Law for standardised cigarette packs moves a step closer

Cabinet approves heads of Bill to force companies to sell cigarettes in plain cartons

 Chairman of the Joint Oireachtas Health Committee Jerry Buttimer (left) and Minister for Health  James Reilly  during a media breifing at Government Buildings where it was announced that Cabinet had approved the General Scheme for the Public Health (Standardised Packaging of Tobacco) Bill 2013.   Photo: Gareth Chaney Collins

Chairman of the Joint Oireachtas Health Committee Jerry Buttimer (left) and Minister for Health James Reilly during a media breifing at Government Buildings where it was announced that Cabinet had approved the General Scheme for the Public Health (Standardised Packaging of Tobacco) Bill 2013. Photo: Gareth Chaney Collins

Tue, Nov 19, 2013, 17:40

Minister for Health James Reilly said he would be “astonished” if legislation proposing cigarettes be sold only in plain packs did not prompt legal action from the tobacco industry.

He was speaking today after the Cabinet unanimously approved the heads of a Bill which will force tobacco companies to sell cigarettes in standardised cartons with graphic health warnings.

The Public Health (Standardised Packaging of Tobacco) Bill 2013 will outlaw all forms of branding on cigarette packs from trademarks and logos to colours and graphics.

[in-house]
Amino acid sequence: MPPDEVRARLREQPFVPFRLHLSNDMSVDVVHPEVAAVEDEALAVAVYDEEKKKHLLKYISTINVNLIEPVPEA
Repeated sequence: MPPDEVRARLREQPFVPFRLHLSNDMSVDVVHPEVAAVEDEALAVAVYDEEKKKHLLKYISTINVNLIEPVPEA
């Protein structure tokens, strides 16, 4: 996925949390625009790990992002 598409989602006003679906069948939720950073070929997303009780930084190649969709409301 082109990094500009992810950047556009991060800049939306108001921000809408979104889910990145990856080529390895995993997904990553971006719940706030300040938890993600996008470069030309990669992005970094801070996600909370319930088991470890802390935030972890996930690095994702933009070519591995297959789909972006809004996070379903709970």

The Bill, which will also determine the size and position of the warnings, will now be submitted for hearings by the Joint Oireachtas Committee on Health and Children for review and report.

“Cigarette packs have been described as the last billboard for the tobacco industry; this legislation will force the industry to show with greater clarity, the potential devastating effects of smoking on health,” Dr Reilly said.

“As it stands the tobacco companies use packets of various shapes and colours to attract young people to take up the killer habit. Standardised packaging - all the one type - with much larger warnings will be a deterrent.”

So far Australia is the only country in the world to have adopted such far-reaching legislation.

However, tobacco companies there have already indicated they plan to challenge the legislation under various trade, competition and intellectual property laws.

Dr Reilly said other countries had pulled back from introducing tighter tobacco regulations to await the outcome of the Australian case.

“Anything they can do to delay or intimidate they will do. We are not prepared to be intimidated by the tobacco industry. We’re going to stand up for the rights of our children.”

Asked if he thought the tobacco industry would mount a legal challenge here, Dr Reilly said: “I’d be astonished if they didn’t, if for no other reason than to intimidate other countries from going down the same road.”

Chairman of the Oireachtas Committee on Health Jerry Buttimer said the committee would meet this week and next week to discuss how it intends to handle the hearings.

“This is a public health issue, and we have at last taken a stand to eliminate the scourge of tobacco.”

Under the proposed legislation, it is envisaged the cigarette brand name will be presented in a uniform typeface for all brands, and the packs will all be in one plain neutral colour.

The cartons will also display graphic warnings and text about the dangers of smoking selected from a library of images and warnings developed by the European Commission.